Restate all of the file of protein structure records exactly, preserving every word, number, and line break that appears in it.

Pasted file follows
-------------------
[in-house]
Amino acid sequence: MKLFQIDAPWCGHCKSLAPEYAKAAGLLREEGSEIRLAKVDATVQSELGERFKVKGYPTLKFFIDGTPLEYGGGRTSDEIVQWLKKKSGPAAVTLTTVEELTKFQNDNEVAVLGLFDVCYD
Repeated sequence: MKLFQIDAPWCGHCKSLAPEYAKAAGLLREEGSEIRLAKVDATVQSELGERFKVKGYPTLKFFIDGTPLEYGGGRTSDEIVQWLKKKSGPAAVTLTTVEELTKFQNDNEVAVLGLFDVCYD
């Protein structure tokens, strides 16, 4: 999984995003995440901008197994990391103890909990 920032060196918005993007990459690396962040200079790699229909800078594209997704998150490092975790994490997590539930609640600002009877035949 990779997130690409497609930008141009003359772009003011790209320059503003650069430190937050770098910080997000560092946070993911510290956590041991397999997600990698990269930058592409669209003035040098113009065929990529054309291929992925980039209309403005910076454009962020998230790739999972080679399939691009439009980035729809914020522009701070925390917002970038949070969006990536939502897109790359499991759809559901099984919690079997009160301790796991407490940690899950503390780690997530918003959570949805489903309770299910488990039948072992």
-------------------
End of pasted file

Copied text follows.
[in-house]
Amino acid sequence: MKLFQIDAPWCGHCKSLAPEYAKAAGLLREEGSEIRLAKVDATVQSELGERFKVKGYPTLKFFIDGTPLEYGGGRTSDEIVQWLKKKSGPAAVTLTTVEELTKFQNDNEVAVLGLFDVCYD
Repeated sequence: MKLFQIDAPWCGHCKSLAPEYAKAAGLLREEGSEIRLAKVDATVQSELGERFKVKGYPTLKFFIDGTPLEYGGGRTSDEIVQWLKKKSGPAAVTLTTVEELTKFQNDNEVAVLGLFDVCYD
């Protein structure tokens, strides 16, 4: 999984995003995440901008197994990391103890909990 920032060196918005993007990459690396962040200079790699229909800078594209997704998150490092975790994490997590539930609640600002009877035949 990779997130690409497609930008141009003359772009003011790209320059503003650069430190937050770098910080997000560092946070993911510290956590041991397999997600990698990269930058592409669209003035040098113009065929990529054309291929992925980039209309403005910076454009962020998230790739999972080679399939691009439009980035729809914020522009701070925390917002970038949070969006990536939502897109790359499991759809559901099984919690079997009160301790796991407490940690899950503390780690997530918003959570949805489903309770299910488990039948072992």